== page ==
Smith College, the private women's liberal arts college in Northampton, Massachusetts, is getting ready to begin work on a USD-210-million (EUR 195m) geothermal energy project on its campus this month.
The new geothermal heat-exchange system powered by renewables will replace the college's aging, fossil-fuel-fired steam heating system. Design and construction are being undertaken in partnership with Salas O'Brien and BOND Building.
The project, which will be implemented in three phases over the next six years, is expected to reduce the college's carbon emissions by 90% on the path to achieving carbon neutrality by 2030. In addition, it will make Smith one of few US schools to reach net-zero carbon emissions through the near elimination of on-campus fossil fuel combustion rather than through carbon offsets or biofuel conversion, according to the announcement.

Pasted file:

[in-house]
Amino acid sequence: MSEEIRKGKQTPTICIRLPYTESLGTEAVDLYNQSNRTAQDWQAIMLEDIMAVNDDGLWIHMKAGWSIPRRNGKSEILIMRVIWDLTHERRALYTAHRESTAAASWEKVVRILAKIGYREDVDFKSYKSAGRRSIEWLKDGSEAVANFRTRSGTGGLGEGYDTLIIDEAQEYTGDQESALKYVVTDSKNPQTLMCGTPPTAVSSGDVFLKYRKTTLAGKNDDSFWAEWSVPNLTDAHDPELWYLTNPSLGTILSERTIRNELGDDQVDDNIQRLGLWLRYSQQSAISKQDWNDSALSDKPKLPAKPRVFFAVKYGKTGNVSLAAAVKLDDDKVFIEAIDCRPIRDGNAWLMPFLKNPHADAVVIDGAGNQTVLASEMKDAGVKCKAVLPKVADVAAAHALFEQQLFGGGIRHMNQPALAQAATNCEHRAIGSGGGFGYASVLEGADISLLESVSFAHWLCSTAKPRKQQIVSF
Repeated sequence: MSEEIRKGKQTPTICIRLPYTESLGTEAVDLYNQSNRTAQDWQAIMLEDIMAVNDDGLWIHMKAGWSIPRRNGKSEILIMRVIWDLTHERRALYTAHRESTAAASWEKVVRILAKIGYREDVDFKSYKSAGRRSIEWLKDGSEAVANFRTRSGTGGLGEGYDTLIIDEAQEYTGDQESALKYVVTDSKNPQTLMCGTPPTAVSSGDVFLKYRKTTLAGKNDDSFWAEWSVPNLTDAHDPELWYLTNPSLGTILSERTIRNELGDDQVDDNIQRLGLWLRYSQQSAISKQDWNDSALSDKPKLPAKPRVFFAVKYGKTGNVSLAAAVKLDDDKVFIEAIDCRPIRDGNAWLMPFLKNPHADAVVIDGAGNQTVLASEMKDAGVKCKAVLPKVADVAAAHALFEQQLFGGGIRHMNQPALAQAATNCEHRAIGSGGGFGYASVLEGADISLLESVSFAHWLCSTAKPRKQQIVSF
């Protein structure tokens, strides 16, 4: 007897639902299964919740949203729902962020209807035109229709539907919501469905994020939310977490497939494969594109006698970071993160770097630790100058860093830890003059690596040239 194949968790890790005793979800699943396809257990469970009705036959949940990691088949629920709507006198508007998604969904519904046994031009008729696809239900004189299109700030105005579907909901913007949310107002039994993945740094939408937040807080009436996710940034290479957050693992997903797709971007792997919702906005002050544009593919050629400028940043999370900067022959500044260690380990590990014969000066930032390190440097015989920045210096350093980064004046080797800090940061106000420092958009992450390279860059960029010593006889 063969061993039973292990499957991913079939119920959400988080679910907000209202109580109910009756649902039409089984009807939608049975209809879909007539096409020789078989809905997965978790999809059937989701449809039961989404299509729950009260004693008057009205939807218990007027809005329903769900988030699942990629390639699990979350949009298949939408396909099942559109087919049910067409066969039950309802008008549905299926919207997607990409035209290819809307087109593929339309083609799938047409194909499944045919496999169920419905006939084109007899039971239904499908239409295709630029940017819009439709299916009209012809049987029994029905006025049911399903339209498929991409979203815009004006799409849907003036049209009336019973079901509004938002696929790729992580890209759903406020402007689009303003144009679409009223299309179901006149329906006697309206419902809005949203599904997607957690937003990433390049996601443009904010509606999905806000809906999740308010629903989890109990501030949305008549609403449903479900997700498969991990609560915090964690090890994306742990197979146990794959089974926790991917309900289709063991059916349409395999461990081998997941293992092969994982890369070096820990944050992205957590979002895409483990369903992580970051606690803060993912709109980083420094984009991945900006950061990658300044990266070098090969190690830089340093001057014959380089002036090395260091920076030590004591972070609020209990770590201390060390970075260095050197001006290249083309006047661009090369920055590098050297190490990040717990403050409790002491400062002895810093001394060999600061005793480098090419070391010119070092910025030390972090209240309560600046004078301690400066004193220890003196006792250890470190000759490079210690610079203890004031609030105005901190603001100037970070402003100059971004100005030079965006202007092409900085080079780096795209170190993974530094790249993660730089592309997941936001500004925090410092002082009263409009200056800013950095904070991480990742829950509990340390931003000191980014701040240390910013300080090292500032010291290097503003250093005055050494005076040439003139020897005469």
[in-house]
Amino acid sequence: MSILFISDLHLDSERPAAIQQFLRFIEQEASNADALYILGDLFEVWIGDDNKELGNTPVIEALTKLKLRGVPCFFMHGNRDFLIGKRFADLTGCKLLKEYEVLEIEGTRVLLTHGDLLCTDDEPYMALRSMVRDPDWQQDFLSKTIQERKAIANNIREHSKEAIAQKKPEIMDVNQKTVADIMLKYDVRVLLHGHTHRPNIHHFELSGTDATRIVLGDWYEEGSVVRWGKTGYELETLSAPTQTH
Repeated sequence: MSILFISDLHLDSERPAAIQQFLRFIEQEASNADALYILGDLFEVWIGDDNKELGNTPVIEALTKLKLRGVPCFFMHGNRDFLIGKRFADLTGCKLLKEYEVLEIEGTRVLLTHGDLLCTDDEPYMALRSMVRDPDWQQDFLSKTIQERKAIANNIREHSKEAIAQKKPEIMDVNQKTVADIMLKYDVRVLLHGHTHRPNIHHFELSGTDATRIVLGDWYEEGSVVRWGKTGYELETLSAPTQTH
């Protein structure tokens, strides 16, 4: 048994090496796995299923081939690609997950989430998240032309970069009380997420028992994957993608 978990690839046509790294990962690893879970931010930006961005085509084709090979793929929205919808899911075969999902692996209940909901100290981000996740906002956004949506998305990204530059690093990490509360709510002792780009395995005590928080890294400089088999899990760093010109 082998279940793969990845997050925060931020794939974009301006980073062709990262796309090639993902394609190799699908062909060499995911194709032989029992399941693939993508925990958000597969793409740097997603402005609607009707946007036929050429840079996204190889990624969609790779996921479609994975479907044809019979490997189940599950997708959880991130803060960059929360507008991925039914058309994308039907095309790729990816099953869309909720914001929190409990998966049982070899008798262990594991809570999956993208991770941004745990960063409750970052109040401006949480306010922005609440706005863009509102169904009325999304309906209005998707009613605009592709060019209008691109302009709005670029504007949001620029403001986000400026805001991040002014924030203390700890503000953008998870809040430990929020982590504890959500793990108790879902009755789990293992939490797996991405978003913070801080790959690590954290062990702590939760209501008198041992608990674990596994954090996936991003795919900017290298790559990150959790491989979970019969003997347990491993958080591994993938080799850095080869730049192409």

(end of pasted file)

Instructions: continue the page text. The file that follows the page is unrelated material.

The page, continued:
The cost of the project is planned to be covered largely through proceeds from recent debt issuances.
The college first started using geothermal energy in 2019, when it undertook a pilot project to heat and cool its field house. Last year, it also began buying power from a solar park in Maine under the New England College Renewable Partnership.
(USD 1.0 = EUR 0.928)
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